Japan's Studio Ghibli May Have Made Its Last Animated Film
TOKYO — Legendary anime production house Studio Ghibli may have made its last animated feature as it takes stock of its situation in the aftermath of Hayao Miyazaki's retirement and the poor box-office performance of its subsequent releases.
A Studio Ghibli spokesperson declined to comment when contacted by The Hollywood Reporter, saying the relevant person was at an event and wouldn't be able to confirm or deny future plans.
Studio co-founder Toshio Suzuki, head of the studio following the retirement of Miyazaki and Isao Takahata, spoke about Ghibli's future on the Jounetsu Tairiku program that aired in Japan on TBS on Sunday. The project followed Suzuki for 180 days during which he made numerous comments about the future of the studio, including the possibility that it could withdraw from producing new films and just continue to manage the copyright of its existing properties.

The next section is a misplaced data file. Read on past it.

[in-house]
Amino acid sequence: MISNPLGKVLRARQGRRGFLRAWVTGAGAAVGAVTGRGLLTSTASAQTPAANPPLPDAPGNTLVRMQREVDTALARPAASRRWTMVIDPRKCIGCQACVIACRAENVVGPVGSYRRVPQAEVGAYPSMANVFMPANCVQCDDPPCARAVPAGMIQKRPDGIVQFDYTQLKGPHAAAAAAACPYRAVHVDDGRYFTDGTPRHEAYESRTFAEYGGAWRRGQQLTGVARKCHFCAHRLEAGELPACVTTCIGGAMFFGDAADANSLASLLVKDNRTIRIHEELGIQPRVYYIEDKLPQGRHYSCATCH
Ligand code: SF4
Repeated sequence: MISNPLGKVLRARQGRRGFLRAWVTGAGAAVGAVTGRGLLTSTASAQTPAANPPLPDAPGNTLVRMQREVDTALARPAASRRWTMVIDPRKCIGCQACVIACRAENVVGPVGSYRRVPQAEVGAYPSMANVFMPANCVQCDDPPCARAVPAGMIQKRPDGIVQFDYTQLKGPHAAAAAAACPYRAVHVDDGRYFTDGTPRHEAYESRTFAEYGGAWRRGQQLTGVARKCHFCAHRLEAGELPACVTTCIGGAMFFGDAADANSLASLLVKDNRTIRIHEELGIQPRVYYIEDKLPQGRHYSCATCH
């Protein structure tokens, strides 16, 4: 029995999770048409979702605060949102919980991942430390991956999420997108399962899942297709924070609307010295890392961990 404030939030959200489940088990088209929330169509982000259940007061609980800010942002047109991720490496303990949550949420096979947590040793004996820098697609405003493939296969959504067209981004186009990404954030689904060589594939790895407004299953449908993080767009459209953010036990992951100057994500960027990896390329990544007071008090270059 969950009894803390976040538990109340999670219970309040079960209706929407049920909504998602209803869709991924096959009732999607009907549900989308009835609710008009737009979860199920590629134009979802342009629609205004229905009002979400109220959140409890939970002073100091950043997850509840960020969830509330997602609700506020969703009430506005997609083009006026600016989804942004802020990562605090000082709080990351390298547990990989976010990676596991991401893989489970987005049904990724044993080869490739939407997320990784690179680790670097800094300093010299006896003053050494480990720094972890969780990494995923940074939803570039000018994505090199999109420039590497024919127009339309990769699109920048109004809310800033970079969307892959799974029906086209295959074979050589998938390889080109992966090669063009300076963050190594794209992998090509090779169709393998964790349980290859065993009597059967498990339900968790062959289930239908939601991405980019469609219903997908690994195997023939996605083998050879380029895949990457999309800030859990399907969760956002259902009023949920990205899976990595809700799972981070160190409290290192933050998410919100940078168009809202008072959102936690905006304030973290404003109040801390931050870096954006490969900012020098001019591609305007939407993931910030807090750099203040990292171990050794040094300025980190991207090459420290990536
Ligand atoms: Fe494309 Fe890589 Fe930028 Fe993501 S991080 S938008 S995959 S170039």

"We're thinking about dissolving the production department and making major changes to the structure of Studio Ghibli. Of course, Miyazaki's retirement was quite significant," said Suzuki.
Suzuki went on to say that continuing to make new productions was not impossible but that the studio was planning to review its options. Suzuki's sometimes vague pronouncements have previously caused confusion, including leading fans to believe that Miyazaki was coming out of retirement.
Miyazaki's last film, The Wind Rises, was a box-office hit last summer, but The Tale of Princess Kaguya, Takahata's production swansong, reportedly did not cover its production budget after its release in December.
When Marnie Was There, directed by Hiromasa Yonebayashi, has failed to light up the box office since its release on July 19, opening behind Maleficent and the latest Pokemon film, Diancie and the Cocoon of Destruction, and dropping down the rankings since.